“The model is changing,” he said. “The missions are coming to us and we are engaging ourselves in service to one another and to the Kingdom of God where we are.”
Taking care of neighbors
That certainly describes Judy Johnson’s experience since being inspired to refugee work by the Wyatts.
A member of nearby St. John’s Baptist Church, Johnson said the couple’s presentation to her congregation convinced her that helping refugees is one way she can personally live out the Great Commission.
“I’ve done a lot of international travel and I can’t imagine what it’s like to leave everything you know” to resettle in another country, she said.
So Johnson has become an ESL instructor and hopes eventually to adopt a family at the Welcome House.
“I want to … help people get used to maneuvering through American-style grocery stores and banks,” she said. “It’s not really taking care of them but helping them learn how to take care of themselves.”
Johnson said it’s also important to her to take action to counter all the negativity toward refugees in society and the media. It’s important to offer these internationals a welcoming hand so they can tell others in their native countries that Americans can be kind and loving.
“And that’s what we are called to do,” Johnson said. “We are to take care of our neighbors.”
Blake said the Wyatts and others who welcome refugees are helping with that problem of perception that’s gripped the nation.
Anti-immigration fervor has made refugees indistinguishable in some people’s minds from undocumented immigrants who have entered the United States.
That couldn’t be further from the truth for refugees, she said. Each of them undergoes a years-long process of documentation and background checks while still overseas, often in refugee camps monitored by the United Nations.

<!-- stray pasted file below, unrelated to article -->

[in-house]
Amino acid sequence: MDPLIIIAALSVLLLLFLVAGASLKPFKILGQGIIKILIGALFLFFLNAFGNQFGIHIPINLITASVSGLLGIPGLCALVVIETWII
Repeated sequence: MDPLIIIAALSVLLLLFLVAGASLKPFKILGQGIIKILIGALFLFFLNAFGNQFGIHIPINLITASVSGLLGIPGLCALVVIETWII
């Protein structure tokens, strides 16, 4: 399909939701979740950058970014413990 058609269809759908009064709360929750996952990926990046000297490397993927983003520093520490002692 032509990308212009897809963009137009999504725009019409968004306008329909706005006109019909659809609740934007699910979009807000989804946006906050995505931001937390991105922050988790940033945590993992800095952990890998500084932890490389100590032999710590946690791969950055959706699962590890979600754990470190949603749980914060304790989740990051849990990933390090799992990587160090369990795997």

In a process overseen by the U.S. State Department, about 70,000 refugees, all fleeing some sort of persecution or hardship in their native countries, are granted resettlement. Last year the number was actually 85,000, Blake said.
Handling that task are agencies like USCRI, which resettles refugees in 25 states. It is one of four such NGOs operating in the Research Triangle, and in Raleigh alone resettles 325 refugees annually, Blake said.
With an estimated 60 million refugees worldwide, it’s a big job, Blake said. That’s why USCRI and other NGOs rely on private citizens and groups for help.
“The U.S. resettlement program is designed to be a public-private partnership,” Blake said. “We depend on the generosity of community folk, whether with a faith-based group or a school or other entities.”
Those other entities can include Rotary clubs, corporate groups and colleges and college-affiliated student groups, among others.
But the Wyatts have been major players, Blake said.
“The Wyatts have brought us wonderful gifts,” Blake said. “They are so well connected to so many other faith-based groups that they are able to bring scores of volunteers to the program that we would not reach ourselves,” Blake said.
All of those volunteers extend the reach of USCRI — just as the new Welcome House does, she said.
In fact the idea came from the couple, who used it previously when serving in Canada. It’s the first such approach for the NGO, she said.
“It’s a wonderful opportunity for newcomers to get far more support and orientation to Raleigh and the neighborhoods,” Blake said.
‘We are matchmakers’
Marc Wyatt said the approach also ministers to the caseworkers at USCRI, which is why every dollar and stick of furniture donated is so important.
“If churches don’t pay for all this stuff, then caseworkers are often paying for it out of their pockets” if the refugees reach their personal allowance, he said.
Single people, couples and small families receive fewer sponsorship dollars than larger refugee families do, he said.
And the churches are being ministered to as well, Kim Wyatt said.
“We are matchmakers,” she said. “We introduce churches who have never met an international and give them the opportunity to be one-on-one with them. They meet them as a person and not as the label of refugee.”
And even the Wyatts’ needs are met in the process, she said.
“We get to do what we love doing, which is welcoming refugees and encouraging churches,” she said.